The Boardgame Design Project, Part 5: Making Revisions

It’s been a couple of months since my last article in this series, but don’t think that I haven’t been hard at work on Acute Care!  I did, in fact, take my prototype to MACE.  In all, I got in 3 plays of it there and then another one with Gwen and my brother Tony sometime in the next few weeks.  That may not sound like all that much, but it was certainly enough for me to see some glaring problems with the game and pretty much halt aggressive playtesting until I figured out what to do about them…

Big Problems 

So, what was wrong with it?  Most importatly to me, it was that the “best” way to play the game was to totally ignore your patients, or, even worse, to actively seek to make them worse so you could send them to Critical Care and have more time to spend doing “quality improvement”.  I had some pretty clear design goals for this game, and this really slapped every freaking one of them in the face.

There were also some balance issues with scoring and a number of other things, but until I fixed the main problem of thematic integrity, I couldn’t worry about too much else.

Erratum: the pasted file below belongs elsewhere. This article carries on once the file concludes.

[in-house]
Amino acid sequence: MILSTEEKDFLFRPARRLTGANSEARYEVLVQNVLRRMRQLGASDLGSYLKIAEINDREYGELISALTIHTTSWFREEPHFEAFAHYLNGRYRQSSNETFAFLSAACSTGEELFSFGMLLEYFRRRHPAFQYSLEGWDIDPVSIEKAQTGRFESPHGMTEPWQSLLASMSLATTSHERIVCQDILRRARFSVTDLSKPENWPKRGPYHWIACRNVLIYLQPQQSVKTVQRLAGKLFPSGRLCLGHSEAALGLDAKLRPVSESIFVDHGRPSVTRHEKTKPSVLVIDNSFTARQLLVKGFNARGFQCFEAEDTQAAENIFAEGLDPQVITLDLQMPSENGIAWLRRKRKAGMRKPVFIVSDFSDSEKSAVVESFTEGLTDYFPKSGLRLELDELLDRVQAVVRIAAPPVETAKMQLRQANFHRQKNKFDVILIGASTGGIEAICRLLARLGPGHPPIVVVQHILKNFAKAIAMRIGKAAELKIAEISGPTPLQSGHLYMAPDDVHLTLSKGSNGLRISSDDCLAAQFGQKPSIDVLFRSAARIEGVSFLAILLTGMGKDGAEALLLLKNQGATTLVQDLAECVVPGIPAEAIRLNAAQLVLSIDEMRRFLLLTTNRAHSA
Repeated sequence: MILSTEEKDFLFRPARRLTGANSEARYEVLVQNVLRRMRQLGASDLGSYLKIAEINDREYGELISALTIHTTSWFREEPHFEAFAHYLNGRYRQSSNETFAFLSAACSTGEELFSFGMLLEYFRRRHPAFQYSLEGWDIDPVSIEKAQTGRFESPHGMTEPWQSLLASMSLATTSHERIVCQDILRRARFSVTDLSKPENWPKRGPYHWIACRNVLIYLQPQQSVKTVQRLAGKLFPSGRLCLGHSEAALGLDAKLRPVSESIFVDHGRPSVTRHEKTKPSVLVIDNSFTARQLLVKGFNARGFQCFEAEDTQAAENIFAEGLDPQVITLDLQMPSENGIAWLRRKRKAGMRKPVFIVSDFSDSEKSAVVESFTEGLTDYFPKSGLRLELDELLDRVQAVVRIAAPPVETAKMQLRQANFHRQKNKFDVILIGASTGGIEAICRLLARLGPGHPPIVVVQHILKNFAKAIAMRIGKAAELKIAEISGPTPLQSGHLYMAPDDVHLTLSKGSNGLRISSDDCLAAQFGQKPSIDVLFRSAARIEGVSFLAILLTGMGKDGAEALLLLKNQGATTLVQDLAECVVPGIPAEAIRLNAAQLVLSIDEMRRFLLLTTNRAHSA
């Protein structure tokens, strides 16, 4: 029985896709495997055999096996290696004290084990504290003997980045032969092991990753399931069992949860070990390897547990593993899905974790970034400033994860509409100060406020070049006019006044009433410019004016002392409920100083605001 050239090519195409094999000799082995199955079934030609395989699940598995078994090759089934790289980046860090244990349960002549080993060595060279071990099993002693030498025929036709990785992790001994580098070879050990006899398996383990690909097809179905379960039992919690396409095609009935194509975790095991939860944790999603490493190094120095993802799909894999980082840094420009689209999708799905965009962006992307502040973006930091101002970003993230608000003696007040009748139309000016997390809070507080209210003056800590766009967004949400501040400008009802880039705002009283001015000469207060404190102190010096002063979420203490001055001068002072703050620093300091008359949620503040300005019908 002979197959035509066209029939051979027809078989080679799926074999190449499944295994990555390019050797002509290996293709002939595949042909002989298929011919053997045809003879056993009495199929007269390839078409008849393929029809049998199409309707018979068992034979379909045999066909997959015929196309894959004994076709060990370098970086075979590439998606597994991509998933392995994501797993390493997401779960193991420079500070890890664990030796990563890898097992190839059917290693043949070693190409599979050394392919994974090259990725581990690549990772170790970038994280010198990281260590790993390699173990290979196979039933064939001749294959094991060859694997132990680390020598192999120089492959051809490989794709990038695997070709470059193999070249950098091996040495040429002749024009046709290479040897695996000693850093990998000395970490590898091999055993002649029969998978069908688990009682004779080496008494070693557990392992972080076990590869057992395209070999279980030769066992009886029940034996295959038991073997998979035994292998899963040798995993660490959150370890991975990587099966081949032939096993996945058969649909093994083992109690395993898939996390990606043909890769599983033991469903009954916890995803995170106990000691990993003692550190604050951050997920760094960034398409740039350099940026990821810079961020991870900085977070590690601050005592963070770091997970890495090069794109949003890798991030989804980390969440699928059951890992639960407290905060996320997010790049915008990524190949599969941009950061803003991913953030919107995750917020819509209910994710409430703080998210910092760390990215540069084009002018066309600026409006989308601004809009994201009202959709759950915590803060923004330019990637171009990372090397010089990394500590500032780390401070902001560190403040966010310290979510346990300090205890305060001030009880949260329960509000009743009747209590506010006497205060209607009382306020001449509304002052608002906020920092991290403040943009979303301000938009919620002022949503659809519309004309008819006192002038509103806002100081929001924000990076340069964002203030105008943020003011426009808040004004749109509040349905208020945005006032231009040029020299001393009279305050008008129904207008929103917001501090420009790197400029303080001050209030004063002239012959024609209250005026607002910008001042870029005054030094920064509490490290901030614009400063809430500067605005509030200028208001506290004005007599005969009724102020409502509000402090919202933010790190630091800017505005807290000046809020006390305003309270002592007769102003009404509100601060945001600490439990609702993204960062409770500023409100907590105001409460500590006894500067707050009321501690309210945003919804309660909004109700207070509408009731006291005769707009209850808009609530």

Let’s Make Patients BETTER!

The game had a lot of patient movement, both in discharging and in transferring them to ICU.  As long as discharges and transfers were pretty much equal to the players, I was going to have a problem with them wanting to make patients worse so they could use the transfer action.  What I needed to do was to incentivise discharges and making patients better while making it more dangerous to ignore patients and letting them get worse. 

I started by adding a Quality score gain when you discharge a patient.  Basically, the team will get Quality equal to the patient’s initial Acuity, which means that the sickest patients will give the greatest rewards for being discharged, which makes sense to me.